Assembly of Receptive Fields in Cat Visual Cortex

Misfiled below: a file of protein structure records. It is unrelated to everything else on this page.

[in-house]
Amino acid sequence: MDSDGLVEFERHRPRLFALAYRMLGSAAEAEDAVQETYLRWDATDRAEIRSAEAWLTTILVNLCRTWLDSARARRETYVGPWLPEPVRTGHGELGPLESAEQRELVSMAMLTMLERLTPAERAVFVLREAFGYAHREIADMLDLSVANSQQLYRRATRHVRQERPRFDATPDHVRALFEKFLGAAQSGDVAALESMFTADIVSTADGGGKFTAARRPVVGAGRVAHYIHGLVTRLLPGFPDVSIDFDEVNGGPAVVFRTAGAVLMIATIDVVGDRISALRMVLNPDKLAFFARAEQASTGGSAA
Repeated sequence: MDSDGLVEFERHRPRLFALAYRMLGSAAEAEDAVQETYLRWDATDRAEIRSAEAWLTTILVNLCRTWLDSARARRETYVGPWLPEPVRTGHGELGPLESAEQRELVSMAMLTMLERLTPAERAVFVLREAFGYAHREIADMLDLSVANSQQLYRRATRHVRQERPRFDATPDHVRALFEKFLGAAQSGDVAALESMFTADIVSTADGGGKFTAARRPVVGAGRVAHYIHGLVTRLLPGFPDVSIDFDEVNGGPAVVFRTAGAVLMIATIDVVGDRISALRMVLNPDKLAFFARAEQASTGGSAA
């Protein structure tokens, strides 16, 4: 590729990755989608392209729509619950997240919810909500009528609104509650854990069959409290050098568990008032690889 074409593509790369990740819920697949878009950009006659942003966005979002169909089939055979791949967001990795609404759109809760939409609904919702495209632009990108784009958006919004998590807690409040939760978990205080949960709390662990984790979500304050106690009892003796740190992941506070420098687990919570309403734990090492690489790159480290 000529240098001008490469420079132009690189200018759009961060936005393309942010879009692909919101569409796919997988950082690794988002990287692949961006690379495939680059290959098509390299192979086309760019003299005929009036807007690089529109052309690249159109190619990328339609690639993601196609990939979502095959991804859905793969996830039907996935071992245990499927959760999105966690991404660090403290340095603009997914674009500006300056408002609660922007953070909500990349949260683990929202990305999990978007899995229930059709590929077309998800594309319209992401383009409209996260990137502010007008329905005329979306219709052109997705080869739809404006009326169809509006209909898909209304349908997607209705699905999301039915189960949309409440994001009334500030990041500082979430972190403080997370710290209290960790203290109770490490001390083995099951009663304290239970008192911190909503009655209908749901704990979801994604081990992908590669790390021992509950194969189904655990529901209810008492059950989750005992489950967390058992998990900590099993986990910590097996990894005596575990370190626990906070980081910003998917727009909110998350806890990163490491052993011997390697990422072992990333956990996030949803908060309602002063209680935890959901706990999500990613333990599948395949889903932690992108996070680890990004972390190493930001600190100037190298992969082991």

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The origin of orientation selectivity in the responses of simple cells in cat visual cortex serves as a model problem for understanding cortical circuitry and computation. The feedforward model of Hubel and Wiesel  posits that this selectivity arises simply from the spatial organization of the receptive fields of thalamic inputs synapsing on each simple cell. Much evidence, including a number of recent intracellular studies, supports a primary role of the thalamic inputs in determining simple-cell response properties including orientation tuning. And yet, while the feedforward model seems to explain the broad outline of simple-cell properties, there are number of detailed aspects of the behavior of simple cells that have appeared not to be accounted for by the feedforward model. These properties include contrast invariance of orientation tuning, the exact relationship between receptive field geometry and orientation tuning, and the dynamics of orientation tuning. The apparent failures of the feedforward model have prompted the development of a class of models that rely on feedback circuitry within the cortex: Properly arranged feedback from excitatory connections within an orientation column and inhibitory connections to adjacent columns can account for many of the properties that the feedforward models miss. The feedforward and feedback models are different enough in character that they make radically different predictions about the nature of the computation performed by the cortex, the feedforward models acting more like passive filters, and the feedback models more actively shaping the representation of the retinal image. I will review a series of experiments designed to test these two models, and present evidence that the feedforward models, with little modification, can account in detail for the behavior of cortical simple cells.